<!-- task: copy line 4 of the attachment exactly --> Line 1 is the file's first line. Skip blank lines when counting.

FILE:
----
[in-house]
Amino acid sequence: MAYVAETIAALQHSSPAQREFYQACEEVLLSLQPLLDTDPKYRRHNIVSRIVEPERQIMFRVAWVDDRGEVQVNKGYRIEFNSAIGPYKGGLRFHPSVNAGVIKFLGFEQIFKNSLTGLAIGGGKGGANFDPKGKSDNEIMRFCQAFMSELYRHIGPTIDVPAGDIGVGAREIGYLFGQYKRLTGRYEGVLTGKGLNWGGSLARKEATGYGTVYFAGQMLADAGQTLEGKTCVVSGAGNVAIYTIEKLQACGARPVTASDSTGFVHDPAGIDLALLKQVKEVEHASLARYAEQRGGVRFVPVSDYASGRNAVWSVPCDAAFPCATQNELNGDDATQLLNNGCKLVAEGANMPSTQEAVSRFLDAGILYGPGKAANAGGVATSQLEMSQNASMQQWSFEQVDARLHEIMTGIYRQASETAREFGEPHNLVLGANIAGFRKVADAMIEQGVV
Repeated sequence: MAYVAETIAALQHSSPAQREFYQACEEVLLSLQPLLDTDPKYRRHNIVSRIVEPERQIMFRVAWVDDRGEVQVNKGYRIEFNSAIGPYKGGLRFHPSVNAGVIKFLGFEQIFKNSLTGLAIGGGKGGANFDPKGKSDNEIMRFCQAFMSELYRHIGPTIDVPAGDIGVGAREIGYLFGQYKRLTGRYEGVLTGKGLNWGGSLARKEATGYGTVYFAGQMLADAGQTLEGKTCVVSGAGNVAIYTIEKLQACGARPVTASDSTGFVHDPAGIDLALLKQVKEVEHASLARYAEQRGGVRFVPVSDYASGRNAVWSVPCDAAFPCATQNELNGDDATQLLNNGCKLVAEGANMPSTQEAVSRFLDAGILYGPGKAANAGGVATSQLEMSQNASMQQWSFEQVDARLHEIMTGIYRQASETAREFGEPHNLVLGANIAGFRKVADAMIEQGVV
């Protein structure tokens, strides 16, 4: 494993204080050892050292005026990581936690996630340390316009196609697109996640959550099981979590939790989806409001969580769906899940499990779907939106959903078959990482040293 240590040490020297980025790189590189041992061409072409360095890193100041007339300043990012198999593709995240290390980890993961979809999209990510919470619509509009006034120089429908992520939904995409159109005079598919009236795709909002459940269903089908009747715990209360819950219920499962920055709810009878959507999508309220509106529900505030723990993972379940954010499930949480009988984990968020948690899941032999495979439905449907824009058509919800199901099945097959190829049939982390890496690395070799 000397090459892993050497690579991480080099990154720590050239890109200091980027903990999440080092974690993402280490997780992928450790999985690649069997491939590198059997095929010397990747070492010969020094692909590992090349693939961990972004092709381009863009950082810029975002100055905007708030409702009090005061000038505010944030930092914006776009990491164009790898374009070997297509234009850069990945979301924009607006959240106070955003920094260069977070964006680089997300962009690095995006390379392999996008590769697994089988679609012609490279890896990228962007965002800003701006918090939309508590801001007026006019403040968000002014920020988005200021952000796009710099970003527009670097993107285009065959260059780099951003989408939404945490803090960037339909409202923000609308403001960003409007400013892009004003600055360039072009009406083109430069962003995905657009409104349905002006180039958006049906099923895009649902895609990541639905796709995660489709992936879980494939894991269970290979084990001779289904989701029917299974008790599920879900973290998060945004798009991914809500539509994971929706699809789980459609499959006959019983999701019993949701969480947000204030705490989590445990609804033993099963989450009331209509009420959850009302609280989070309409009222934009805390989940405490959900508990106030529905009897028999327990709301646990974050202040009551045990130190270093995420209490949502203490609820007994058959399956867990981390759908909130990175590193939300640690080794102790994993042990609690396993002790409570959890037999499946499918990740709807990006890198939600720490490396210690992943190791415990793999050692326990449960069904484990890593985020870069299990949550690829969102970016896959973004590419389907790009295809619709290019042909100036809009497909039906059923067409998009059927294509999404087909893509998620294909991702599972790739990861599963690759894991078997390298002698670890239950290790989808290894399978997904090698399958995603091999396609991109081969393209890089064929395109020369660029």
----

């Protein structure tokens, strides 16, 4: 494993204080050892050292005026990581936690996630340390316009196609697109996640959550099981979590939790989806409001969580769906899940499990779907939106959903078959990482040293 240590040490020297980025790189590189041992061409072409360095890193100041007339300043990012198999593709995240290390980890993961979809999209990510919470619509509009006034120089429908992520939904995409159109005079598919009236795709909002459940269903089908009747715990209360819950219920499962920055709810009878959507999508309220509106529900505030723990993972379940954010499930949480009988984990968020948690899941032999495979439905449907824009058509919800199901099945097959190829049939982390890496690395070799 000397090459892993050497690579991480080099990154720590050239890109200091980027903990999440080092974690993402280490997780992928450790999985690649069997491939590198059997095929010397990747070492010969020094692909590992090349693939961990972004092709381009863009950082810029975002100055905007708030409702009090005061000038505010944030930092914006776009990491164009790898374009070997297509234009850069990945979301924009607006959240106070955003920094260069977070964006680089997300962009690095995006390379392999996008590769697994089988679609012609490279890896990228962007965002800003701006918090939309508590801001007026006019403040968000002014920020988005200021952000796009710099970003527009670097993107285009065959260059780099951003989408939404945490803090960037339909409202923000609308403001960003409007400013892009004003600055360039072009009406083109430069962003995905657009409104349905002006180039958006049906099923895009649902895609990541639905796709995660489709992936879980494939894991269970290979084990001779289904989701029917299974008790599920879900973290998060945004798009991914809500539509994971929706699809789980459609499959006959019983999701019993949701969480947000204030705490989590445990609804033993099963989450009331209509009420959850009302609280989070309409009222934009805390989940405490959900508990106030529905009897028999327990709301646990974050202040009551045990130190270093995420209490949502203490609820007994058959399956867990981390759908909130990175590193939300640690080794102790994993042990609690396993002790409570959890037999499946499918990740709807990006890198939600720490490396210690992943190791415990793999050692326990449960069904484990890593985020870069299990949550690829969102970016896959973004590419389907790009295809619709290019042909100036809009497909039906059923067409998009059927294509999404087909893509998620294909991702599972790739990861599963690759894991078997390298002698670890239950290790989808290894399978997904090698399958995603091999396609991109081969393209890089064929395109020369660029």